"How to Develop International Understanding", the Research Project by Makoto Kageto published in the R&R cafe section, was wonderful to read. I've known Makoto for a number of years and have always been in great admiration not only of the scope of his projects, but also the depth. I find him to be a very rare combination of a teacher with good ideas who is able to carry them out with both enthusiasm and dedicated concentration. His project shows this combination of thoroughness and excitedness, and it is always inspiring to talk with him or read his work. Although Kageto-san, writes well in English himself, this article has been translated from his original Japanese version, and I think much credit should be given to the translator and editor of Child Research Net because they managed to capture his style and sense in English very well.
This research project covers a lot of territory, so I'd like to divide my response into two parts: the first, will be some general, rather personal comments about and reactions to the project, and the second part, to be published July 23, will be more specific reactions to various aspects of his philosophy and research.
Part I: General and Personal Comments about the Research of Makoto Kageto
There are a number of general aspects in this research that I think are worth calling attention to. For example, we can sense Makoto's great enthusiasm for his work and the fact that he respects the rights and feelings of young people very much. While enthusiasm and respect may naturally be assumed to be qualities of people working in schools, we all know that this is not the case. Anyone hoping to become a teacher or develop as a teacher should begin to think deeply about these two qualities. As I read this research, it became clear to me that much of what was being developed was done through the eyes and hearts of a learner, rather than a teacher. This vital difference means for example, that Makoto was not focusing on issues such as control, "correctness", pre-planned curriculum, but rather things like students' involvement, interaction, enjoyment and curiosity.
As I was reading this paper, I made a connection between something I'm doing in my own classes and something Makoto wrote about. Then I made a further connection to a trend in Japanese education and other countries as well, which I think needs to be questioned. In my school, I've been trying to teach my students how to become effective public speakers for the past ten years. I've developed a pattern for writing our speeches and practicing them in class, in ways that I thought were very supportive and effective, because they ended with the students giving these speeches quite well in front of an audience of 800 people. The one aspect of this work that I've always been dissatisfied with is that I could never get the students to stop reading from the notes and look up and speak directly to the audience. They never were able to relax enough or feel enough confidence to just "talk" from notes. But this year I began to team teach with a new teacher in my school, Sarah Wittenbrink Ogawa, and luckily I was smart enough not to try to impose my own old style on our class but rather work together with her and be ready to try something new.
What we did was focus on something quite different from what I've done in the past. What I usually did was begin to "prepare" directly for our big speeches - think about topics, write introductions, talk about effective techniques. No, we didn't do that - we just starting doing things that captured the students' attention and interest. We started with introductory speeches, just telling our students to tell a story about themselves that they thought was important. Amazingly enough none (not ONE!) of the students read anything. They just got up and talked about themselves. It was more like an interesting conversation than a "speech".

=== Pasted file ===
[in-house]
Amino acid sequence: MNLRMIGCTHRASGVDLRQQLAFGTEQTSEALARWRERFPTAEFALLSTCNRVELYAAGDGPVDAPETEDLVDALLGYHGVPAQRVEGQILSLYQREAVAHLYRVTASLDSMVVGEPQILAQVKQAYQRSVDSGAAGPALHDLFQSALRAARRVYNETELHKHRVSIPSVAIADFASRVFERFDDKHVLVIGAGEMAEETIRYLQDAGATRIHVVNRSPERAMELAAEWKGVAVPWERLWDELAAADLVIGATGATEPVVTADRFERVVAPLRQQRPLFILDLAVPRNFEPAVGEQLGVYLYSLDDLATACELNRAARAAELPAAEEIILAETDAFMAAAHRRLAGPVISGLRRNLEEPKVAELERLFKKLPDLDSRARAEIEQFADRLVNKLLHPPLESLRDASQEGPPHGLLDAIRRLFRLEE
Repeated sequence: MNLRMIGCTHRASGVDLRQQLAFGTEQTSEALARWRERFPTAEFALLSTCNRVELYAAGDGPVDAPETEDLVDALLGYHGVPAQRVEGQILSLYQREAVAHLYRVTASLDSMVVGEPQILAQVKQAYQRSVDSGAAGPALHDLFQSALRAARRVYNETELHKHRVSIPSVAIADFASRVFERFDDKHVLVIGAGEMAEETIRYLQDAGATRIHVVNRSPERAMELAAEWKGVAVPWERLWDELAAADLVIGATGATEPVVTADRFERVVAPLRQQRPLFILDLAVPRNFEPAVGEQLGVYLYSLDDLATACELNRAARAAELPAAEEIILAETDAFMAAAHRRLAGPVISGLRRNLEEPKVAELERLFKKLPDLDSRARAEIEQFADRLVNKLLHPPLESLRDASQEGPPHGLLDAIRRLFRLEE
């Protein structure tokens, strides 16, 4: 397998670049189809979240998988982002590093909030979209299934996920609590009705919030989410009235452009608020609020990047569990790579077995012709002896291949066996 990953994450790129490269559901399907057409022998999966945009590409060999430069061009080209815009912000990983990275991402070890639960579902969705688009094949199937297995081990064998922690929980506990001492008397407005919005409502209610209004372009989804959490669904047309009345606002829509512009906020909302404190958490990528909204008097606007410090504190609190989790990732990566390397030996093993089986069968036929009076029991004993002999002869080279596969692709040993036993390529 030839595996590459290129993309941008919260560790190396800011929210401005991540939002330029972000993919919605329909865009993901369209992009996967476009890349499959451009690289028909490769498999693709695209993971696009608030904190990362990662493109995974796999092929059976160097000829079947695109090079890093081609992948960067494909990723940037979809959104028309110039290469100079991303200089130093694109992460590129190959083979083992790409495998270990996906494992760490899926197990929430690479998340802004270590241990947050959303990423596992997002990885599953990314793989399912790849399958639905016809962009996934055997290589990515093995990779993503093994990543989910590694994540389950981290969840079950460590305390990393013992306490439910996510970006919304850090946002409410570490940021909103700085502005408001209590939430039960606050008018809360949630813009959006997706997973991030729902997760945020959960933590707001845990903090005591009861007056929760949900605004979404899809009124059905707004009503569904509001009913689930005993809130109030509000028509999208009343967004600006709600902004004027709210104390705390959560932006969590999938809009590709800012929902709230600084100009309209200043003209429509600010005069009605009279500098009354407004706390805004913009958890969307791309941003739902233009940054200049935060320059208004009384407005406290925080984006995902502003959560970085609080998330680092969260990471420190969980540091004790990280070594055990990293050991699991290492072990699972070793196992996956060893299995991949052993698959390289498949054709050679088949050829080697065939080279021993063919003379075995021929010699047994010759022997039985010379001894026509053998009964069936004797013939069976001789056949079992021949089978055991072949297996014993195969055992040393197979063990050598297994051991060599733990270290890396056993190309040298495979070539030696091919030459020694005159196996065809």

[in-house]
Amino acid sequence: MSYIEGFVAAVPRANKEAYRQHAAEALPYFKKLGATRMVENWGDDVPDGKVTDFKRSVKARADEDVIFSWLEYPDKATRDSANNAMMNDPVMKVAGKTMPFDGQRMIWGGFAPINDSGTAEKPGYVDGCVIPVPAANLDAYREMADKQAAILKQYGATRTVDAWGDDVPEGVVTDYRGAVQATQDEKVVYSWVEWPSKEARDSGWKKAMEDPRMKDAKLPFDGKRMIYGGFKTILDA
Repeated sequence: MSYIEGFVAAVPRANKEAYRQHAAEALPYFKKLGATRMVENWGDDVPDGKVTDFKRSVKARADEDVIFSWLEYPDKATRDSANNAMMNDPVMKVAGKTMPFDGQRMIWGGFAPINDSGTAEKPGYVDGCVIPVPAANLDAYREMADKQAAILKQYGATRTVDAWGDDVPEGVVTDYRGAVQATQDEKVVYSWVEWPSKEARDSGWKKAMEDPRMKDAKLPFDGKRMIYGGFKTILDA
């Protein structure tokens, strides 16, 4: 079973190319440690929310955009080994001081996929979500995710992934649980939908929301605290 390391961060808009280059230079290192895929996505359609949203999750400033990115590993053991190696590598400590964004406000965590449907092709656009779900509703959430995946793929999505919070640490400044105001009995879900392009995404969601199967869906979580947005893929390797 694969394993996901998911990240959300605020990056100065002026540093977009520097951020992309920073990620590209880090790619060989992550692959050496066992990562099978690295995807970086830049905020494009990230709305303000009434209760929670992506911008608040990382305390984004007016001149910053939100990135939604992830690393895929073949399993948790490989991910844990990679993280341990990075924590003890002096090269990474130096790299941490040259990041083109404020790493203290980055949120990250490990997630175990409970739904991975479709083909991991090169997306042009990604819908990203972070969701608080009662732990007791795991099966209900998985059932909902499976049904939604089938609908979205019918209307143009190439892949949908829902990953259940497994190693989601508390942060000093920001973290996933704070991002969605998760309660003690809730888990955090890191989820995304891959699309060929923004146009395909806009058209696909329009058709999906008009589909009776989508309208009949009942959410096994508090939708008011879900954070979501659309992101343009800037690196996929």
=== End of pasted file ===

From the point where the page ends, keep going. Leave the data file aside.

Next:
The second activity was something we called "Show and Tell", which is familiar to anyone who went to elementary school in the United States. It's a time when kids have to bring something from home to show to their classmates and tell about it! Because our students have also been writing memoirs (We're reading the marvelous memoir called "The Dream of Water" by Kyoko Mori) and talking about evocative objects - something that brings out the deep feelings of ourselves and others. Sarah and I were surprised again! Everyone brought in some wonderful toy or picture or game or book - all things from their past which had strong memories attached to them. NOT one student read anything.
What does this have to do with Makoto's research? Or trends of modern education? Everything! What I found out (again) is that if you give kids something interesting to do, they learn, not only the skill that you thought was important for them to know, but they do it indirectly and while they're learning much more important things about themselves and their world. You know that everyone is talking about computer literacy and media literacy and keyboarding literacy and cultural literacy. These things are ridiculous. We don't have courses in fax literacy or portable phone literacy, do we? Everyone knows everything they need to know about these things - why? Because they are an important part of their lives. Why should we focus on keyboarding? Or Computers? They're just tools to use to make ourselves and our world a more humane livable place. Students will learn how to use tools wisely if they're given meaningful activities to do - just as Sarah's and my students learn to speak directly without notes by being engaged totally in real, engaging activities.
This is what I can sense in Mr. Kageto's research! He is interested in meaningful learning, not some sort of managed teaching on something he wants to impose on young people. Kids are smart enough to learn many things if we just create the right kind of discovery, supportive, interactive, cross-cultural environments for them to play in!
Great work and play, Makoto!
Part II: What is Meaningful Change?
The first part of my response was some general, rather personal comments about and reactions to the project. For this second part I'd like to just react to the some of the underlying cultural and educational aspects of Makoto's philosophy and research.
The first sentence of Mr. Kageto's paper says, "The Internet has become a significant tool in the effort to reform educational methods in Japan, as well as in other countries." Later he says, "The Internet enables students to get in touch with people who live in many different parts of the world in real-time and helps them to better understand what other countries are like geography, people, culture, etc." And later, "the answers or knowledge they [students] get on the Internet may remain with them longer, resulting in better learning."